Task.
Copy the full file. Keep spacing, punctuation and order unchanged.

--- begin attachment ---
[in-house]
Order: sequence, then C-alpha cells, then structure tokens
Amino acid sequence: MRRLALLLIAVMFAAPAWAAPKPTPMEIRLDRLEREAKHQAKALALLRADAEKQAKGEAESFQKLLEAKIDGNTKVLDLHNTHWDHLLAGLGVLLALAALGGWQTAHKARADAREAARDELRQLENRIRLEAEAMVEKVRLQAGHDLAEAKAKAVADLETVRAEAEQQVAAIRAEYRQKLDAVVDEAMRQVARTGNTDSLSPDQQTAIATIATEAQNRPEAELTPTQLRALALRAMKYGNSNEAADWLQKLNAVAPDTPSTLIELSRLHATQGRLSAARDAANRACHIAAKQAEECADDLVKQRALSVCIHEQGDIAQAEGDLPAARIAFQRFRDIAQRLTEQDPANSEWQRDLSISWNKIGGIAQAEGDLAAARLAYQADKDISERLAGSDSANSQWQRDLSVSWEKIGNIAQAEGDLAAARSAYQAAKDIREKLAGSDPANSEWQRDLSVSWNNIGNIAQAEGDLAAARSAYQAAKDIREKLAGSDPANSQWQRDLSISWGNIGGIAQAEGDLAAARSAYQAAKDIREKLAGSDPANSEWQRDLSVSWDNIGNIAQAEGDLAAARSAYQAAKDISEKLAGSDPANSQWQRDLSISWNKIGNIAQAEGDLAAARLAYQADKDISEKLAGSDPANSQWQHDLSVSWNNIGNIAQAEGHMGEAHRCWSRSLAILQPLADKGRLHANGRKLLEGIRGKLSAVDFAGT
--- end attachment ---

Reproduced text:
[in-house]
Order: sequence, then C-alpha cells, then structure tokens
Amino acid sequence: MRRLALLLIAVMFAAPAWAAPKPTPMEIRLDRLEREAKHQAKALALLRADAEKQAKGEAESFQKLLEAKIDGNTKVLDLHNTHWDHLLAGLGVLLALAALGGWQTAHKARADAREAARDELRQLENRIRLEAEAMVEKVRLQAGHDLAEAKAKAVADLETVRAEAEQQVAAIRAEYRQKLDAVVDEAMRQVARTGNTDSLSPDQQTAIATIATEAQNRPEAELTPTQLRALALRAMKYGNSNEAADWLQKLNAVAPDTPSTLIELSRLHATQGRLSAARDAANRACHIAAKQAEECADDLVKQRALSVCIHEQGDIAQAEGDLPAARIAFQRFRDIAQRLTEQDPANSEWQRDLSISWNKIGGIAQAEGDLAAARLAYQADKDISERLAGSDSANSQWQRDLSVSWEKIGNIAQAEGDLAAARSAYQAAKDIREKLAGSDPANSEWQRDLSVSWNNIGNIAQAEGDLAAARSAYQAAKDIREKLAGSDPANSQWQRDLSISWGNIGGIAQAEGDLAAARSAYQAAKDIREKLAGSDPANSEWQRDLSVSWDNIGNIAQAEGDLAAARSAYQAAKDISEKLAGSDPANSQWQRDLSISWNKIGNIAQAEGDLAAARLAYQADKDISEKLAGSDPANSQWQHDLSVSWNNIGNIAQAEGHMGEAHRCWSRSLAILQPLADKGRLHANGRKLLEGIRGKLSAVDFAGT